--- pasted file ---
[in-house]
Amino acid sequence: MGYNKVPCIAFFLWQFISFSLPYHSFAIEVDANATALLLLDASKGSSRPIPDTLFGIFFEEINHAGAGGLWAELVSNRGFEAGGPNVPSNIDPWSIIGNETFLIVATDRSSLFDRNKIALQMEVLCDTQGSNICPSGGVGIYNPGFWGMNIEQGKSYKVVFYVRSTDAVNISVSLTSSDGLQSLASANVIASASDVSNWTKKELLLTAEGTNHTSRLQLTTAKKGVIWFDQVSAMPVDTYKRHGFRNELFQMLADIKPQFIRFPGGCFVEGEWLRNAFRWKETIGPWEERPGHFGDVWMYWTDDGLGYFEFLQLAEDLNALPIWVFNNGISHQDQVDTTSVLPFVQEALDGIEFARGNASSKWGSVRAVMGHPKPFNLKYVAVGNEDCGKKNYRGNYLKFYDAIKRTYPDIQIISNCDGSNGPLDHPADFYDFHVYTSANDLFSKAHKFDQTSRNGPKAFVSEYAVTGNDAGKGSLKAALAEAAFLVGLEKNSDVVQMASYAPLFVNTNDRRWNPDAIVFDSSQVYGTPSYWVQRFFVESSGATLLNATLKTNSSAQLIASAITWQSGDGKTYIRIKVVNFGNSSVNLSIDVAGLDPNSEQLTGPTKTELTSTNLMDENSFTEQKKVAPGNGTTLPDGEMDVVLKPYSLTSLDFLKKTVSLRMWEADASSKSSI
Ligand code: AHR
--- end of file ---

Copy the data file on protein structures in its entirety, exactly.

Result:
[in-house]
Amino acid sequence: MGYNKVPCIAFFLWQFISFSLPYHSFAIEVDANATALLLLDASKGSSRPIPDTLFGIFFEEINHAGAGGLWAELVSNRGFEAGGPNVPSNIDPWSIIGNETFLIVATDRSSLFDRNKIALQMEVLCDTQGSNICPSGGVGIYNPGFWGMNIEQGKSYKVVFYVRSTDAVNISVSLTSSDGLQSLASANVIASASDVSNWTKKELLLTAEGTNHTSRLQLTTAKKGVIWFDQVSAMPVDTYKRHGFRNELFQMLADIKPQFIRFPGGCFVEGEWLRNAFRWKETIGPWEERPGHFGDVWMYWTDDGLGYFEFLQLAEDLNALPIWVFNNGISHQDQVDTTSVLPFVQEALDGIEFARGNASSKWGSVRAVMGHPKPFNLKYVAVGNEDCGKKNYRGNYLKFYDAIKRTYPDIQIISNCDGSNGPLDHPADFYDFHVYTSANDLFSKAHKFDQTSRNGPKAFVSEYAVTGNDAGKGSLKAALAEAAFLVGLEKNSDVVQMASYAPLFVNTNDRRWNPDAIVFDSSQVYGTPSYWVQRFFVESSGATLLNATLKTNSSAQLIASAITWQSGDGKTYIRIKVVNFGNSSVNLSIDVAGLDPNSEQLTGPTKTELTSTNLMDENSFTEQKKVAPGNGTTLPDGEMDVVLKPYSLTSLDFLKKTVSLRMWEADASSKSSI
Ligand code: AHR